Nobility and Titles in France

See also several articles on this topic on Caltrap's Corner.


  • History of Nobility (before 1789)
  • Current Status in French law
  • Online Resources
  • Bibliography
  • History of Nobility

    The Nature of Nobility

    The French concept of nobility was very different from the English one. Whereas, in England, only a peerage bestows nobility on the holder, in France, nobility was a quality, a legal characteristic of the individual, which was held or acquired in specified ways, and which conferred specified rights and privileges. The manners of acquiring nobility being specific, French nobility isn't the same as the English gentry either, which has no legal definition or status.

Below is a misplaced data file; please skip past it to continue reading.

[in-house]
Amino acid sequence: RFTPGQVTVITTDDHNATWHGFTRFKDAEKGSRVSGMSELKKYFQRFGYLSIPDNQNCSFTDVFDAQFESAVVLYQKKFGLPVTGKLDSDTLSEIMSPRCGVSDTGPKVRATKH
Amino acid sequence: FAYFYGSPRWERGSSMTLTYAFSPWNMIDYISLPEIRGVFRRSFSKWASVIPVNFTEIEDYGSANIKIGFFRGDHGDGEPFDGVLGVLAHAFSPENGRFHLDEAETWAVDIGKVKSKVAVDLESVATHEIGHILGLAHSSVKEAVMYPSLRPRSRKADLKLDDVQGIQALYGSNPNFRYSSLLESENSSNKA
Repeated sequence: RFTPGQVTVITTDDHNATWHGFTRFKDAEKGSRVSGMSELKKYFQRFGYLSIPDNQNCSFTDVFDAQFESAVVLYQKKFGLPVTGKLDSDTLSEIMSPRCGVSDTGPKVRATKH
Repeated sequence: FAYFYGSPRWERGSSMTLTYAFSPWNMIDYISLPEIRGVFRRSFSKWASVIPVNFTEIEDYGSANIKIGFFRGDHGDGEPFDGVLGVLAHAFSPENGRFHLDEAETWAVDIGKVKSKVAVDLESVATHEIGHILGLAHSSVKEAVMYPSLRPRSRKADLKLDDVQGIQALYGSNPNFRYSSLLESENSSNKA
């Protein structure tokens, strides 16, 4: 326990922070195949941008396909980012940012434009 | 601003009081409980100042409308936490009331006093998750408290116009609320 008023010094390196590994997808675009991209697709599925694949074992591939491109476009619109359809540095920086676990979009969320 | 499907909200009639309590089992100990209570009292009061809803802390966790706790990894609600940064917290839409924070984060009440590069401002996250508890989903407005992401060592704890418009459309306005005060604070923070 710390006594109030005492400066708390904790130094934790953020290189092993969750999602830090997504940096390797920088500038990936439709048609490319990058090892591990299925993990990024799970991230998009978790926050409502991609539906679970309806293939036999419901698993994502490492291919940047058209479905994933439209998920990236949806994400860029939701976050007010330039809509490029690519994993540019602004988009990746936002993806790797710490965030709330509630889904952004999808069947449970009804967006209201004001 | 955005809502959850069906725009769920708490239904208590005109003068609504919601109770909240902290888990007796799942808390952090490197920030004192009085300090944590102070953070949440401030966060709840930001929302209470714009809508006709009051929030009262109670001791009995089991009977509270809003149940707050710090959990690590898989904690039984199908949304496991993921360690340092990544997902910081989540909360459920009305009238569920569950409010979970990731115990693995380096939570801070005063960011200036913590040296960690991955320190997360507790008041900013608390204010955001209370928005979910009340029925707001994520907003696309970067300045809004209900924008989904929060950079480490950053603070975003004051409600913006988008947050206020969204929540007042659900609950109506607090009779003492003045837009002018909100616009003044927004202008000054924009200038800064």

Nobility was usually a hereditary characteristic, but some forms of nobility could not be transmitted. When it was hereditary, nobility usually came from the father, but sometimes a higher percentage of noble blood might be required (counted in number of "quartiers") or that the family be noble for a certain number of generations. A nobleman marrying a commoner did not lose his nobility, but a noblewoman who married a commoner lost it, as long as she was married to the commoner.

    Nobility was an important legal concept, in particular because of the privileges attached to it. Taxes were originally levied to help the sovereign in times of war; and since nobles were expected to provide help in kind, by fighting for their sovereign, they were usually exempted from taxes. This privilege lost its rationale after the end of feudalism and nobility had nothing to do with military activity, but it survived for the older forms of taxation until 1789 (more recent taxes, levied in the 17th and 18th centuries, allowed for weaker or no exemption for nobles).